Reptyr currently has support for Linux and FreeBSD using ptrace. macOS, however, lacks a complete ptrace implementation, so does not work with the existing implementation.

I started writing macOS platform support for reptyr based on the FreeBSD code, but implementing it with the needed calls in Mach.

Having an interest in Rust, I stopped working on the macOS support, and instead decided I would port it to Rust and then add macOS support.

Some very early code for macOS support is available here: mf-macos_support

Work on the Rust port is happening here: mf-rust_port

Hackintosh on System76 Lemur Ultra 4

DSDT, SSDT, and boot config needed for running OS X 10.8.5+ on a System76 Lemur Ultra 4. Effort to get as much hardware working under Mac OS X as possible on my System76 Lemur Ultra 4. Non-working things include changing screen brightness, sound input, VGA, and HDMI audio.

September 2014, I ended up giving in and buying a MacBook Air.

Project may still prove useful to folks trying to Hackintosh machines with similar specs (esp. VT1802 audio)

CyanogenMod for Galaxy S 4G

As part of TeamAcid, an Android hacking group centered around the Samsung Galaxy S 4G, we managed to port three versions (7, 9, 11) of the aftermarket Android distribution CyanogenMod over to the device. Our ultimate goal was to get the device officially supported by the distribution. I worked on a lot of kernel code, and did a lot of work getting the camera driver to behave with user space. Overall, it was a successful project, but we never got to official upstream CyanogenMod support before the device became obsolete.


WaterCooler was a free and open-source group chat application designed for use internally within offices and organizations. The intention was to provide a FOSS counterweight to proprietary, SaaS solutions such as Campfire and HipChat, and provide a solution for people looking to host a rich, multi-room chat application behind their firewall on their own hardware.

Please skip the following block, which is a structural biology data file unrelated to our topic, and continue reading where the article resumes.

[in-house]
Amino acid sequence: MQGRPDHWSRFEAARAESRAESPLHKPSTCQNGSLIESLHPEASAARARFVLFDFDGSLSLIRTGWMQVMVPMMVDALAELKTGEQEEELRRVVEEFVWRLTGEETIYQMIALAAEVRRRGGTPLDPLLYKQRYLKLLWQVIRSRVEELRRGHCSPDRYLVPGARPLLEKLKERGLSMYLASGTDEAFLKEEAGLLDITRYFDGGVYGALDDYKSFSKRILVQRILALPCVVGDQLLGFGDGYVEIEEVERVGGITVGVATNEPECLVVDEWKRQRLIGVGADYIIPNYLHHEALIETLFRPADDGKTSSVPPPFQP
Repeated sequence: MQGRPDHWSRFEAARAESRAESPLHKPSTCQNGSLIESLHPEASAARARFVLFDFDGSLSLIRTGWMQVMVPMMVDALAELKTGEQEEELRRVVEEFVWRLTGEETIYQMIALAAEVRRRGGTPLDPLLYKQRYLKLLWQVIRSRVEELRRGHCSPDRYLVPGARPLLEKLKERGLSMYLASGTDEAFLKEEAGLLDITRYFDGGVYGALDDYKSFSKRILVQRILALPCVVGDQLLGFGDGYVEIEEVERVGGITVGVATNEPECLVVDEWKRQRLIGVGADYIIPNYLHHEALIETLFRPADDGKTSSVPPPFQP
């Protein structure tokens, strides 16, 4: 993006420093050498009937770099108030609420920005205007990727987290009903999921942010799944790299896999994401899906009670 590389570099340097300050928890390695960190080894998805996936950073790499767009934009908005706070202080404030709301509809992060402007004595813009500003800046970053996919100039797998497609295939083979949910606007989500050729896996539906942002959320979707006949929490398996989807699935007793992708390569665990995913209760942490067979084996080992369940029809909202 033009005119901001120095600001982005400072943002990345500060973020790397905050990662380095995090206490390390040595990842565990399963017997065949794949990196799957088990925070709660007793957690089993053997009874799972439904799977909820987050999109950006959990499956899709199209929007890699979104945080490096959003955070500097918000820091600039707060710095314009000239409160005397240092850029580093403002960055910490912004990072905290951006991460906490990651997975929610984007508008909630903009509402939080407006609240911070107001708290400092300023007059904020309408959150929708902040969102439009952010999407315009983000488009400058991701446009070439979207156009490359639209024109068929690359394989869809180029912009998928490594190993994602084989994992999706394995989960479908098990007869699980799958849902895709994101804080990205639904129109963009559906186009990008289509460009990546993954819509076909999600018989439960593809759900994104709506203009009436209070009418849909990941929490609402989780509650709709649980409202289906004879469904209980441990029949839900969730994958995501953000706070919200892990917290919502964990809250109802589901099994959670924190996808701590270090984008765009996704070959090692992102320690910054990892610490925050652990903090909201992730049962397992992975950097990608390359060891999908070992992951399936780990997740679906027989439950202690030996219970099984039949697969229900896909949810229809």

Built as a way to teach myself JavaScript and Node. I got bored with it, as even in 2013 there were many other, more capable chat system implementations. However, this one might be interesting as a sample application, since it's fairly basic but still has some nice features like @ mentions and embedded media. Who knows if it still runs, though.


OpenSkedge is inspired by an old PHP 4 application, Employee Scheduler, and is a flexible scheduling application designed for companies and organizations (such as education institutions with student workers) which require fluid shift scheduling.

It's a PHP 5 web application built on the Symfony 2 framework and utilizing the Doctrine ORM. It is licensed under the GNU GPL version 3 or later.

I no longer actively develop or maintain it, but I will still accept contributions and address any critical issues that might arise.


Acidify was a wrapper for a number of scripts that compose the Android build system. It's purpose was to provide convenience for people building multiple versions of Android (such as CyanogenMod maintainers). It's original purpose was to make it easy for members of TeamAcid to switch between CyanogenMod versions with one command. It also provides a method for installing all the required packages needed for building Android (if using Ubuntu or Linux Mint), including CyanogenMod 7, 9, and the Android Open Kang Project. In addition, it supports local manifests, provides a function for deploying built OTA zips to the device, and uploading ready builds to The script is written in bash and is easily configurable.


BleuFear is a theme (technically a collection of themes) with a wild streak of electric blue. It is inspired by the design of my site and everything else that fits that color scheme. The name comes from the french word for blue(duh) and the American way to pronounce the first part of my last name. (Also, it's a dark theme so fear~=dark).


SandwichRoulette is an application designed for the indecisive. Like many people, my lunch has been delayed because of my inability to decide on what to put in my sandwiches. This application, designed for Android-powered phones running 2.1 and higher, automates the ingredient choosing process. Creations can be saved and later versions will support sharing the particularly delicious ones. SandwichRoulette is licensed under the GNU General Public License version 3.


AxDroid was a project started by Ertan Deniz and continued by Paul Burton. The AxDroid project aimed to get Google's Android operating system into a usable state (with as full hardware support as possible) on the Dell Axim X50(v) and X51(v) Pocket PCs. I was a contributing developer to the project. I wrote ported some drivers and did other kernel related work. We had running builds of Android 1.5 and 2.1. The project was cancelled after it became apparent that Android would never work for daily use on the devices due to hardware limitations. Seriously, it was suuupper slow. Took about 15 mins to boot to the homescreen.